“It’s a baby business” (“it’s a traffic of babies”). It was with these chilling words that Véronique Piaser-Moyen learned that she had adopted a stolen baby 35 years ago in Sri Lanka.

At the time, the mother and her husband, who live in Isère, are the happy parents of two children. They want to expand their family. “I was not yet 30, says Véronique. I had had my boys very young, and I had been very ill afterwards, so the possibility of having a child naturally was no longer an option.

The couple decides to turn to international adoption. “At the time, we found the gesture beautiful. In the 1980s, we were a rather altruistic youth, the atmosphere was one of optimism, mutual aid… We thought we could change the world, without ever being in a “colonialist” approach as some will reproach us by the rest”, continues Véronique.

Very quickly, they take steps to make their adoption project a reality. “We did everything in the rules, insists the mother of the family to Planet. Our concern was precisely not to fall into child trafficking, because we knew that it existed, especially in South America, where certain crooked organizations were asking for very large sums. In fact, the couple therefore eliminates this destination, and turns to Asia, and in particular, Sri Lanka.

“We learned, by word of mouth, as was done a lot for adoptions abroad at the time, that it was possible and supervised in Sri Lanka, and we got in touch with Mrs. P., the head of an orphanage on site. The DDASS validated all our procedures”, explains Véronique.

The couple went there at the beginning of 1985. “It was January 14, 1985, remembers Véronique. We arrived in Colombo, the capital, where we met Mrs. P, whom I took to be the director of the orphanage at the time. She told us there was a 15 day old baby girl, named Titania, waiting for us.

The parents meet her, knowing very little about her story. “We were only told that his mother was 17, and we could see that she was not a particularly chubby baby, but everything happened so quickly, at the time, we did not have this thought of say: something is wrong, adopting a baby so young, that’s not normal”, explains the mother of the family.

Especially since, on the spot, the authorities assure the couple that they have nothing to fear. “The French Embassy in Colombo never told us: “beware”, and for us, therefore, there was no reason to be wary. And then, we had traveled a lot, nor were we ultra-naive people, who discovered the world”.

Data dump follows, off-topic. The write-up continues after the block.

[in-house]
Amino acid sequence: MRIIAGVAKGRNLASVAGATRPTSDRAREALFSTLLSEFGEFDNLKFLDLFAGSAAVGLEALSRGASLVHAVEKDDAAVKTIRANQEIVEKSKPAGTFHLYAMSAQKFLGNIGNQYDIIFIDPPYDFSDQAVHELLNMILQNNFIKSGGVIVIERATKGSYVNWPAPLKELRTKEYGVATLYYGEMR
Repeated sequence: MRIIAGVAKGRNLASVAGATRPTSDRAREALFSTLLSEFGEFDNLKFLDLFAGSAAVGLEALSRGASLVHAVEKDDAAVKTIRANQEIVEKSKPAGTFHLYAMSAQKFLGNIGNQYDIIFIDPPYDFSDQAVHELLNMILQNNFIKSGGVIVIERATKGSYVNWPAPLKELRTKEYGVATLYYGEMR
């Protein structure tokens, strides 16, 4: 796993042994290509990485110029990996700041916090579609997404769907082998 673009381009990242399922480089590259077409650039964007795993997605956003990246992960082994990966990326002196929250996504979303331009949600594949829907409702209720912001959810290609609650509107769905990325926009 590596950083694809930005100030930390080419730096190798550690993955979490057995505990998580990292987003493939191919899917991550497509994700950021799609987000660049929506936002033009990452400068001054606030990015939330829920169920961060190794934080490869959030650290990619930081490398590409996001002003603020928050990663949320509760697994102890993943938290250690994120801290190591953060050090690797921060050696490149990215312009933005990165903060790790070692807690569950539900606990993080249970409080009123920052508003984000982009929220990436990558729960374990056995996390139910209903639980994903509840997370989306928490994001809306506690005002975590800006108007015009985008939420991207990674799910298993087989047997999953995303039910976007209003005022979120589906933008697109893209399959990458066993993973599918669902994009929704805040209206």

Above all, the young parents are delighted to finally adopt their little girl. Titania returns with them to France, and grows up, surrounded by love, without a shadow on the board.

“We were happy, and we had never had the curiosity to look more deeply around his origins, we had a normal family life”, reports Véronique.

But in 2018, everything changed. That year, Titania, then 33, told her parents that she wanted to know her story. “She tells us, legitimately, that she would like to know her origins, to know what has become of her biological mother, not to mention necessarily meeting her… And of course, we helped her quite naturally”, continues the mother of family.

Véronique and her husband, who have kept many contacts in Sri Lanka, start by contacting one of their friends in Colombo. They send him the adoption file for their daughter; just to see if he can already dig a little before a family trip there, planned for later in the year.

“In the file, there was an address, supposed to be that of the place of residence of the biological mother at the time of the adoption”, says Véronique.

Véronique’s world is collapsing. “We were devastated. And now we had to tell our daughter. How to tell him such a thing?”, she is moved.

At first, however, the parents decide to conduct their own investigation, and search every corner of the internet in search of information on this dark traffic.

The system that Véronique and her husband discover is chilling. “Everything was true, it fell on us with great violence, explains Véronique to Planet. The Netherlands, Switzerland and Sweden had already conducted surveys on this traffic, we discovered the full extent, the horror of the phenomenon. There would even have been, according to the Swiss investigators, women prostituted by these mafiosi with European tourists, to obtain a “clearer product”, more “white” babies, because supposedly this was more appreciated by Westerners.